Poq Commerce

LONDON — In the age of the coronavirus, mobile engagement is becoming the new norm, and the app commerce company Poq predicts that in-app purchases will account for at least 25 percent of e-commerce traffic in the U.K. and U.S. by the end of 2020. As a result, retailers are looking to double down on customer experience, and offer apps that are as alluring, engaging — and profitable — as possible.

“Fast fashion, with a younger demographic, is probably higher than 25 percent and I think this change will increase even more because it’s unlikely consumer behavior will go back to pre-outbreak norms,” said Michael Langguth, cofounder and chief operating officer at Poq, adding that a shift will also be felt in older demographics, which prior to COVID-19, had not used online shopping as frequently as younger ones.

Over the last few weeks, global app downloads have risen, especially in France and Germany, which have seen a steep increase in daily downloads.

According to Langguth, retailers have been shifting investment from their web sites to mobile apps. He attributes this to the high cost of customer acquisition through online channels.

“You retain a small number of customers you pay to acquire and online marketing is very expensive, so retailers are doubling down on their most loyal customers now to give them the best possible experience, which happens to be a native mobile app,” he said.

Langguth said he and his team at Poq have been working with Apple to find ways of promoting these native, commerce-focused apps. Poq has helped retailers such as Missguided, FeelUnique and the health food chain Holland & Barrett create their mobile apps.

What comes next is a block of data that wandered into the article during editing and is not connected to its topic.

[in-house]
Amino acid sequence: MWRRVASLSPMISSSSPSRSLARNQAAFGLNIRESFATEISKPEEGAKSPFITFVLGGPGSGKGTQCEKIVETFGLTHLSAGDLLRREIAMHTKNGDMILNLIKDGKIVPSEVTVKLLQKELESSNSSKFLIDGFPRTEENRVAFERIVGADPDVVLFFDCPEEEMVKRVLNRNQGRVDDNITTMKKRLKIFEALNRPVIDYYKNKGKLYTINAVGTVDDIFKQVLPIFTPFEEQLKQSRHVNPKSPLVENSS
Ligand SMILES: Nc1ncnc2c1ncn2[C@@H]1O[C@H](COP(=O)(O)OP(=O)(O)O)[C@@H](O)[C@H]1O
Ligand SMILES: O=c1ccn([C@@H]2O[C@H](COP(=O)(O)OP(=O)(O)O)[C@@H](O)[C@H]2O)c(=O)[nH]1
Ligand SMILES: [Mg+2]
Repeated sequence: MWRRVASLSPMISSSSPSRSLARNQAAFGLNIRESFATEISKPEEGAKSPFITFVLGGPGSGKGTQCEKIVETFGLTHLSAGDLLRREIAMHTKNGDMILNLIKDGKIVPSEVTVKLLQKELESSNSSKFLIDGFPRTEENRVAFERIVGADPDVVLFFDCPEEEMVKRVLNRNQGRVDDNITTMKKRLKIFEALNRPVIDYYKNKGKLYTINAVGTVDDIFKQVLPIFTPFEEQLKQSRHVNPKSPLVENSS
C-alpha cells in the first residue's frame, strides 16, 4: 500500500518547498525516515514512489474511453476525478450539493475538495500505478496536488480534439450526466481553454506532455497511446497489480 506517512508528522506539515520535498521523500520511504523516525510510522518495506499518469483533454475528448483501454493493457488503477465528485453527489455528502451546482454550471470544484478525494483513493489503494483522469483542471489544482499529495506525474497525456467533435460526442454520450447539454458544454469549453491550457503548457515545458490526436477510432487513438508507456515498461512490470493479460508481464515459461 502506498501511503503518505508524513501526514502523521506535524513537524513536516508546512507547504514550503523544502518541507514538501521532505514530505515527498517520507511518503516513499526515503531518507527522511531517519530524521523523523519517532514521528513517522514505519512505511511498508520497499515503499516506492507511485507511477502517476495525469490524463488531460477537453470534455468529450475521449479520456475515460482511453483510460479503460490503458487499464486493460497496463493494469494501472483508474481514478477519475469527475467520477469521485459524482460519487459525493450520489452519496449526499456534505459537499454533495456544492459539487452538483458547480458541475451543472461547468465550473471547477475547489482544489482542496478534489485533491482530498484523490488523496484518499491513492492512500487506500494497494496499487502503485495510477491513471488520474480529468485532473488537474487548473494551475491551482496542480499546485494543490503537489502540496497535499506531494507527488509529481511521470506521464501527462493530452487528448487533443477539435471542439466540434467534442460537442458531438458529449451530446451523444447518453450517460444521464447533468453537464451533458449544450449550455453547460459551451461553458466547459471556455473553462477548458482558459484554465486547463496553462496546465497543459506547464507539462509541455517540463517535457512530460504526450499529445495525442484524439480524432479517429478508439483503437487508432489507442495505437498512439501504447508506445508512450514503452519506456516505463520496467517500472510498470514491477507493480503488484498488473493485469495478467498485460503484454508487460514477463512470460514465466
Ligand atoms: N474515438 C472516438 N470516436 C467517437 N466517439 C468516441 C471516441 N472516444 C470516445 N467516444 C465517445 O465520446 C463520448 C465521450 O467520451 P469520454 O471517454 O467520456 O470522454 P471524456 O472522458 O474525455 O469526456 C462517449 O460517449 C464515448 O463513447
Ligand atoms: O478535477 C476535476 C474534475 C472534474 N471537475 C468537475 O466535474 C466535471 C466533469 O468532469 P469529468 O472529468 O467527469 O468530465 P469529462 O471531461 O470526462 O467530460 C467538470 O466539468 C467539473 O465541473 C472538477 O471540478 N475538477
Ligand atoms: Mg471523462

He said the revenue run rate of the Missguided shopping app was 30 million pounds after just four months of launching, and now makes up 20 percent of the retailer’s online revenue.

Poq is also known for game-ifying the app experience and for creating a Tinder-like navigation where app customers swipe left on products they don’t like and right on products they do like. Poq has built this into apps for retailers including Cotton On, Oasis and Missguided.

“It gives [the retailers] insight about products and also makes the consumers engage with content a lot more. We saw over the holiday periods last year a huge increase. People were swiping 55 products per day, on average. It gives a different, snackable type of interacting with brand content rather than scrolling through a list,” Langguth said.

Another feature Poq has implemented is app stories, essentially the same as Instagram stories, where retailers can also post bite-sized video content.

Recently, Holland & Barrett has relaunched its app with app stories and is using this feature to speak to its customers about immunity. Although Holland & Barrett’s stores remain open in the U.K., they’ve been actively promoting the app and linking it to customers’ loyalty cards, too.

While immunity and wellness have become a key focus for retailers against the backdrop of COVID-19, Langguth said he has recently seen a record number of fashion app downloads inspired by lifestyle and fashion imagery.

One of Poq’s clients, the U.K. clothing and homeware retailer Studio, has one of the fastest-growing apps. “What’s interesting is that Studio’s customer base is actually over the age of 50. It’s a great example of a retailer that targets the older demographic very successfully with a mobile first approach,” he added.

Another element that has helped retailers increase engagement with customers is the push notification. For Langguth, they are a crucial tool.

“Right now, the number of e-mails have increased tenfold, the more e-mails you get, the fewer you will read. Push notifications are definitely a good channel especially when people are more at home, and they might be using a second screen. Seeing a pop-up to their phone about something that’s interesting, relevant and personal is how [these retailers] are going to engage,” he said.

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